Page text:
JPMorgan Chase & Co. is building a group to provide more financing and advice for development in emerging markets, looking to use profit-making operations to support efforts by the international community.
The lender hired Faheen Allibhoy, who spent almost two decades at the International Finance Corp., to run the new development finance institution, according to a statement Tuesday. She will work with JPMorgan’s bankers to identify transactions and investors.
The unit, part of JPMorgan’s corporate and investment bank, will work with existing and prospective clients in government and the private sector. It estimates the firm can use investment banking transactions to finance development projects valued at more than $100 billion annually, according to the statement. Its markets businesses also will find ways to offer support.
“By defining eligible transactions and anticipating their impact, we can help attract much-needed private investment to developing countries,” said Daniel Pinto, co-president of JPMorgan and chief of its corporate and investment bank.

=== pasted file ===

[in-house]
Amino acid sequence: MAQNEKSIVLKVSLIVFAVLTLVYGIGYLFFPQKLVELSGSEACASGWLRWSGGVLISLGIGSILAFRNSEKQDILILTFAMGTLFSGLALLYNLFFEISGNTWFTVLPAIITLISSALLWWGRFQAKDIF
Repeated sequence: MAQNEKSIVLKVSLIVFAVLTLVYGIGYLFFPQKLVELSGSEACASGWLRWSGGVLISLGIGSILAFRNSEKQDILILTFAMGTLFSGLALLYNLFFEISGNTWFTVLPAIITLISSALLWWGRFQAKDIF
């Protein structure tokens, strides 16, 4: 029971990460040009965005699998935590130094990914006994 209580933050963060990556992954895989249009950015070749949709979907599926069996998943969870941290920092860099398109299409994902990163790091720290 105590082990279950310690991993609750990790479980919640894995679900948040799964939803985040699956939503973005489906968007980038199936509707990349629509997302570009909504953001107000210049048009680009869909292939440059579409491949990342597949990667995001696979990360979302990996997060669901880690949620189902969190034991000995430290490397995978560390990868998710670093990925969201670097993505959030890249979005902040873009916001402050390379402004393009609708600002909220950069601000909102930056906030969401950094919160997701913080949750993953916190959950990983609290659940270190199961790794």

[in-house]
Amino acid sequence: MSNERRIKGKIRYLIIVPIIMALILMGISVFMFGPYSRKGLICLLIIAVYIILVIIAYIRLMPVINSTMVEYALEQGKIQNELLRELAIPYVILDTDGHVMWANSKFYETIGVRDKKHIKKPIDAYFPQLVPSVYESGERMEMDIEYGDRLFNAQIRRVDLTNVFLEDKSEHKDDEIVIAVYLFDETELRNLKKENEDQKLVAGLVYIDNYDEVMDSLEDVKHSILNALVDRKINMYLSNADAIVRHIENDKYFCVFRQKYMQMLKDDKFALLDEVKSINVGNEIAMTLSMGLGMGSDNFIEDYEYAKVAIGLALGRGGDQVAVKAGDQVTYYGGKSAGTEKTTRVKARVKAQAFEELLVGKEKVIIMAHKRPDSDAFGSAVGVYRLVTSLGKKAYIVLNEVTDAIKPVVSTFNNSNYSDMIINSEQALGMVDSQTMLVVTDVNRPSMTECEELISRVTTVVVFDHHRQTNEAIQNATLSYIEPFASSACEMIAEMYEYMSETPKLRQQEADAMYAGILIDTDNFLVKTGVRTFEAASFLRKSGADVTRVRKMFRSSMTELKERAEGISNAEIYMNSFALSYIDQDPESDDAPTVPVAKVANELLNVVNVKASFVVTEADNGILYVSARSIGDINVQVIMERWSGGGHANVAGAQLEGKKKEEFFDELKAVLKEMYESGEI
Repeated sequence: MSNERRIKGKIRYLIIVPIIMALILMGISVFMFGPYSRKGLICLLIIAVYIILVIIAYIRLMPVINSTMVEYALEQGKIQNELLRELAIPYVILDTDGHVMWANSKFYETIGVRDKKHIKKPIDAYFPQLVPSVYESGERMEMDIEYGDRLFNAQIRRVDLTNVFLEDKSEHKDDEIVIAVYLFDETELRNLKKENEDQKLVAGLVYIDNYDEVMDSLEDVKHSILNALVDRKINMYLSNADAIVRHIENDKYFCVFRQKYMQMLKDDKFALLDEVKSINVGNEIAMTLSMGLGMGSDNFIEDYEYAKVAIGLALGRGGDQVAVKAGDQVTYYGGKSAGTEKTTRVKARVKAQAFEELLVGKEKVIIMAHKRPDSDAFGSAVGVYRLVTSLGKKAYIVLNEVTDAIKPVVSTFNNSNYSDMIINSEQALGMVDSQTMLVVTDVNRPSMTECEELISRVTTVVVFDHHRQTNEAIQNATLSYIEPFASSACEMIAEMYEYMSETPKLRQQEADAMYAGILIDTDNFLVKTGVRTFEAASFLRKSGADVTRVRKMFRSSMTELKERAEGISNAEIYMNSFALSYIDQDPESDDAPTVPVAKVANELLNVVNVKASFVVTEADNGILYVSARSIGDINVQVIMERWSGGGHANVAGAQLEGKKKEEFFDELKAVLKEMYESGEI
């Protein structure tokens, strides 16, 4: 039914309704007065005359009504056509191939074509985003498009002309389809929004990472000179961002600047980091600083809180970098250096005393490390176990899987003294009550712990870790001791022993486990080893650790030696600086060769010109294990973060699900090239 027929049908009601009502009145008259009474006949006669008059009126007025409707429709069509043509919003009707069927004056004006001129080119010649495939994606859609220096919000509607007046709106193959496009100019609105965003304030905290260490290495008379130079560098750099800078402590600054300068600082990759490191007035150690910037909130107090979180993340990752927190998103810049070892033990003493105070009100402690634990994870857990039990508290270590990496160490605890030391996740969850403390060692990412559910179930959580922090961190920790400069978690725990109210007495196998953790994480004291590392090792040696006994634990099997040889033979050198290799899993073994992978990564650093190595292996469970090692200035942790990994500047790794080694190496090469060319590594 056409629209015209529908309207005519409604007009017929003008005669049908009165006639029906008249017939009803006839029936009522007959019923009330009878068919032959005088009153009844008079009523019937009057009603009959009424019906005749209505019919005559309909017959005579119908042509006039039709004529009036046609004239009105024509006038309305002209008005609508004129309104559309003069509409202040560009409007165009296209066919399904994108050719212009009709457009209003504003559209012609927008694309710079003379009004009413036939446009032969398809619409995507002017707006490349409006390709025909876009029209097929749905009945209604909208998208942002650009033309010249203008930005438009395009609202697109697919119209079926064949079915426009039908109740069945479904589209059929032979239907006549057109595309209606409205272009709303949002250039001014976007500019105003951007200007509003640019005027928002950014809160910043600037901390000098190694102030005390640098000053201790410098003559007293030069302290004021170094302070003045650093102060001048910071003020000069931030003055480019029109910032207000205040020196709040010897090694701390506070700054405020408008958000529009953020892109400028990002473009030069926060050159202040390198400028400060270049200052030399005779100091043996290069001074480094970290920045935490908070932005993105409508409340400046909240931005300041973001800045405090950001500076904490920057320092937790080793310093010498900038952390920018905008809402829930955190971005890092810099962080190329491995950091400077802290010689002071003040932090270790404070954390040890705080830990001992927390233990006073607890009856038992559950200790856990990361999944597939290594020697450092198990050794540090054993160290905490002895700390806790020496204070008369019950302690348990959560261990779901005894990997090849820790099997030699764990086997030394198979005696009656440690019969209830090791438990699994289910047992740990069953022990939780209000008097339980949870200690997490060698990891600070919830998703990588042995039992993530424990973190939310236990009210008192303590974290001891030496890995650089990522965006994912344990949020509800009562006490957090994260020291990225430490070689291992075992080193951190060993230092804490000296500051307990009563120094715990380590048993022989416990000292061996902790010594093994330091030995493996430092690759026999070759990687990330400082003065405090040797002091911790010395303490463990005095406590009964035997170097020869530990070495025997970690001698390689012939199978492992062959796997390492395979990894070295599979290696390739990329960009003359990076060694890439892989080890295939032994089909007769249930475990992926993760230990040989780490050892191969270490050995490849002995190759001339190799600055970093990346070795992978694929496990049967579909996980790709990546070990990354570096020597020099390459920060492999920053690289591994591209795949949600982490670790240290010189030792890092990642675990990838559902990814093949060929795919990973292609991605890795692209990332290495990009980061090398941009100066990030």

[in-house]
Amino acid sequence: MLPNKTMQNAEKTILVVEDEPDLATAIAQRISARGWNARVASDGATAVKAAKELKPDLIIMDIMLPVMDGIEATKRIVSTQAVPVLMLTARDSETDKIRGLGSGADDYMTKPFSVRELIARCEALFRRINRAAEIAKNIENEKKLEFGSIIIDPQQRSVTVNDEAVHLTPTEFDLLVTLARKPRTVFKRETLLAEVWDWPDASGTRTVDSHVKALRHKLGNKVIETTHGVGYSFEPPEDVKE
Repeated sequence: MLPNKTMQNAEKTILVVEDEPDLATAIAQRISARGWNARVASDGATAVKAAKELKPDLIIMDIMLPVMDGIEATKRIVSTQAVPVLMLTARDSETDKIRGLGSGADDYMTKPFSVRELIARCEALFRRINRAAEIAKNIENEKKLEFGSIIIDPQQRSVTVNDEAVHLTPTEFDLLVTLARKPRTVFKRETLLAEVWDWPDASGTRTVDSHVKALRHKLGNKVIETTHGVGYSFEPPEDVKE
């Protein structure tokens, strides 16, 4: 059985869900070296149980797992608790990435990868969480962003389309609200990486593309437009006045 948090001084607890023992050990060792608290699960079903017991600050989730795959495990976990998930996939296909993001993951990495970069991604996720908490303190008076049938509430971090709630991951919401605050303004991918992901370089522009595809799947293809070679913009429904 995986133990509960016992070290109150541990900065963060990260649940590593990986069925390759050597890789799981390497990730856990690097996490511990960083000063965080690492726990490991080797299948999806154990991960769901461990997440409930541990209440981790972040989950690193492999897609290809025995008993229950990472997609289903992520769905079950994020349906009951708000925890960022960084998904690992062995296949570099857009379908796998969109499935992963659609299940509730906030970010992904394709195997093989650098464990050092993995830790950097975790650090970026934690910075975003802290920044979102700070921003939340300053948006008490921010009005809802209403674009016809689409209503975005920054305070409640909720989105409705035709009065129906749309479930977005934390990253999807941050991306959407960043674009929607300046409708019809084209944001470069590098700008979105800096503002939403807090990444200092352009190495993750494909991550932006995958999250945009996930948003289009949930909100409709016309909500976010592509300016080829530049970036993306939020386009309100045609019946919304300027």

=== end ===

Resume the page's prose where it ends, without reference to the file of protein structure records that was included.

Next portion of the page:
The United Nations estimates that achieving its sustainable development goals for issues including poverty, clean water and gender equality by 2030 will require as much as $7 trillion a year, with an annual funding shortfall of $2.5 trillion in developing countries. JPMorgan’s group will try to help narrow that gap.
Allibhoy will be based at JPMorgan’s New York headquarters. Daniel Zelikow, global head of JPMorgan’s public sector group and co-head of the bank’s infrastructure finance and advisory unit, will chair the unit’s governing board, according to the statement.
The bank said it created “rules-based” criteria to help identify opportunities and aims to generate both financial and developmental returns. The methodology was created with the International Finance Corp. and other groups. It will be reviewed periodically to reflect industry best practices.
Source/s: Saijel Kishan